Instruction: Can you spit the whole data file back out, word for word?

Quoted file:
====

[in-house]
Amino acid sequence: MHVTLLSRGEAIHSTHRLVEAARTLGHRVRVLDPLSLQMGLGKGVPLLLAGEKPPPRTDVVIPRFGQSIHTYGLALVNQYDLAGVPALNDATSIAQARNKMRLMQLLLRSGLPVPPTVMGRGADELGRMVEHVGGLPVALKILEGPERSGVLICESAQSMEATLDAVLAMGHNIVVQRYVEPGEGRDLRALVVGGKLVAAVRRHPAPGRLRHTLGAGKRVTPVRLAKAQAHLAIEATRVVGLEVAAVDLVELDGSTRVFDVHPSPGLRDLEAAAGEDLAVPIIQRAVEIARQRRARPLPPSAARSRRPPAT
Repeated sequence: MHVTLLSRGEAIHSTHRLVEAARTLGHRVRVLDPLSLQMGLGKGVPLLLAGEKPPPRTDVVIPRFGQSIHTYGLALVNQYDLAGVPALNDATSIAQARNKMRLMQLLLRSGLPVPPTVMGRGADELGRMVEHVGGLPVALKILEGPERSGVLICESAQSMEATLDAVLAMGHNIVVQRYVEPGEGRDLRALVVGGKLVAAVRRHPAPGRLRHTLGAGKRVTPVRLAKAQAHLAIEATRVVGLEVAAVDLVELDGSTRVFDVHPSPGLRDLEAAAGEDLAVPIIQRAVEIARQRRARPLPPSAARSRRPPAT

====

[in-house]
Amino acid sequence: MHVTLLSRGEAIHSTHRLVEAARTLGHRVRVLDPLSLQMGLGKGVPLLLAGEKPPPRTDVVIPRFGQSIHTYGLALVNQYDLAGVPALNDATSIAQARNKMRLMQLLLRSGLPVPPTVMGRGADELGRMVEHVGGLPVALKILEGPERSGVLICESAQSMEATLDAVLAMGHNIVVQRYVEPGEGRDLRALVVGGKLVAAVRRHPAPGRLRHTLGAGKRVTPVRLAKAQAHLAIEATRVVGLEVAAVDLVELDGSTRVFDVHPSPGLRDLEAAAGEDLAVPIIQRAVEIARQRRARPLPPSAARSRRPPAT
Repeated sequence: MHVTLLSRGEAIHSTHRLVEAARTLGHRVRVLDPLSLQMGLGKGVPLLLAGEKPPPRTDVVIPRFGQSIHTYGLALVNQYDLAGVPALNDATSIAQARNKMRLMQLLLRSGLPVPPTVMGRGADELGRMVEHVGGLPVALKILEGPERSGVLICESAQSMEATLDAVLAMGHNIVVQRYVEPGEGRDLRALVVGGKLVAAVRRHPAPGRLRHTLGAGKRVTPVRLAKAQAHLAIEATRVVGLEVAAVDLVELDGSTRVFDVHPSPGLRDLEAAAGEDLAVPIIQRAVEIARQRRARPLPPSAARSRRPPAT